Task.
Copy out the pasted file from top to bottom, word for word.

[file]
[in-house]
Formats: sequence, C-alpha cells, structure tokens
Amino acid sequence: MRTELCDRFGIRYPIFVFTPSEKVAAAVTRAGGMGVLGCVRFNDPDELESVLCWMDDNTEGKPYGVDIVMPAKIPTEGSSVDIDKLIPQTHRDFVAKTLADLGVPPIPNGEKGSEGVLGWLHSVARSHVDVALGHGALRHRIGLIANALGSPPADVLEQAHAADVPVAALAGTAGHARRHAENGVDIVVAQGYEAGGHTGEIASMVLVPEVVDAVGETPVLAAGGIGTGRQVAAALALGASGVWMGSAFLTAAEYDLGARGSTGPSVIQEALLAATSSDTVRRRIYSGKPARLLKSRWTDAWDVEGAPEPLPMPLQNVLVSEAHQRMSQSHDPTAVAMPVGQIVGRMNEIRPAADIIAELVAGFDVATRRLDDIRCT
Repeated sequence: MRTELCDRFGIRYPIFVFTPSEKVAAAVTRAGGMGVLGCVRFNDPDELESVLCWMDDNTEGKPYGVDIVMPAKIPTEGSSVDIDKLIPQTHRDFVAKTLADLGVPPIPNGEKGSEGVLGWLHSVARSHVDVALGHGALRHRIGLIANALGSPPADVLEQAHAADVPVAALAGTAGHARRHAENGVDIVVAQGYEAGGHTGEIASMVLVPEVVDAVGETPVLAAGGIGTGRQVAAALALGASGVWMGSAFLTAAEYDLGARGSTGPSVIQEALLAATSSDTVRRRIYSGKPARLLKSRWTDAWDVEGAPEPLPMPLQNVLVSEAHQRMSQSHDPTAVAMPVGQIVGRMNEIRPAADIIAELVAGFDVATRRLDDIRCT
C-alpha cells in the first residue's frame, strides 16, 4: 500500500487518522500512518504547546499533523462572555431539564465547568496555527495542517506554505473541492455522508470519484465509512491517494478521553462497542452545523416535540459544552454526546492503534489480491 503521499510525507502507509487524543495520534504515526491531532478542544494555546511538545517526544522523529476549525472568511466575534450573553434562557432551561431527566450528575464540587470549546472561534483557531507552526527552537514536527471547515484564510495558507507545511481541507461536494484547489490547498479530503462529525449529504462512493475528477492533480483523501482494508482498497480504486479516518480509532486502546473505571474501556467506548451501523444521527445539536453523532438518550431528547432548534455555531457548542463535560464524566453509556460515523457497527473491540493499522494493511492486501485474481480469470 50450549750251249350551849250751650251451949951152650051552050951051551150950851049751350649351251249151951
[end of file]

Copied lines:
[in-house]
Formats: sequence, C-alpha cells, structure tokens
Amino acid sequence: MRTELCDRFGIRYPIFVFTPSEKVAAAVTRAGGMGVLGCVRFNDPDELESVLCWMDDNTEGKPYGVDIVMPAKIPTEGSSVDIDKLIPQTHRDFVAKTLADLGVPPIPNGEKGSEGVLGWLHSVARSHVDVALGHGALRHRIGLIANALGSPPADVLEQAHAADVPVAALAGTAGHARRHAENGVDIVVAQGYEAGGHTGEIASMVLVPEVVDAVGETPVLAAGGIGTGRQVAAALALGASGVWMGSAFLTAAEYDLGARGSTGPSVIQEALLAATSSDTVRRRIYSGKPARLLKSRWTDAWDVEGAPEPLPMPLQNVLVSEAHQRMSQSHDPTAVAMPVGQIVGRMNEIRPAADIIAELVAGFDVATRRLDDIRCT
Repeated sequence: MRTELCDRFGIRYPIFVFTPSEKVAAAVTRAGGMGVLGCVRFNDPDELESVLCWMDDNTEGKPYGVDIVMPAKIPTEGSSVDIDKLIPQTHRDFVAKTLADLGVPPIPNGEKGSEGVLGWLHSVARSHVDVALGHGALRHRIGLIANALGSPPADVLEQAHAADVPVAALAGTAGHARRHAENGVDIVVAQGYEAGGHTGEIASMVLVPEVVDAVGETPVLAAGGIGTGRQVAAALALGASGVWMGSAFLTAAEYDLGARGSTGPSVIQEALLAATSSDTVRRRIYSGKPARLLKSRWTDAWDVEGAPEPLPMPLQNVLVSEAHQRMSQSHDPTAVAMPVGQIVGRMNEIRPAADIIAELVAGFDVATRRLDDIRCT
C-alpha cells in the first residue's frame, strides 16, 4: 500500500487518522500512518504547546499533523462572555431539564465547568496555527495542517506554505473541492455522508470519484465509512491517494478521553462497542452545523416535540459544552454526546492503534489480491 503521499510525507502507509487524543495520534504515526491531532478542544494555546511538545517526544522523529476549525472568511466575534450573553434562557432551561431527566450528575464540587470549546472561534483557531507552526527552537514536527471547515484564510495558507507545511481541507461536494484547489490547498479530503462529525449529504462512493475528477492533480483523501482494508482498497480504486479516518480509532486502546473505571474501556467506548451501523444521527445539536453523532438518550431528547432548534455555531457548542463535560464524566453509556460515523457497527473491540493499522494493511492486501485474481480469470 50450549750251249350551849250751650251451949951152650051552050951051551150950851049751350649351251249151951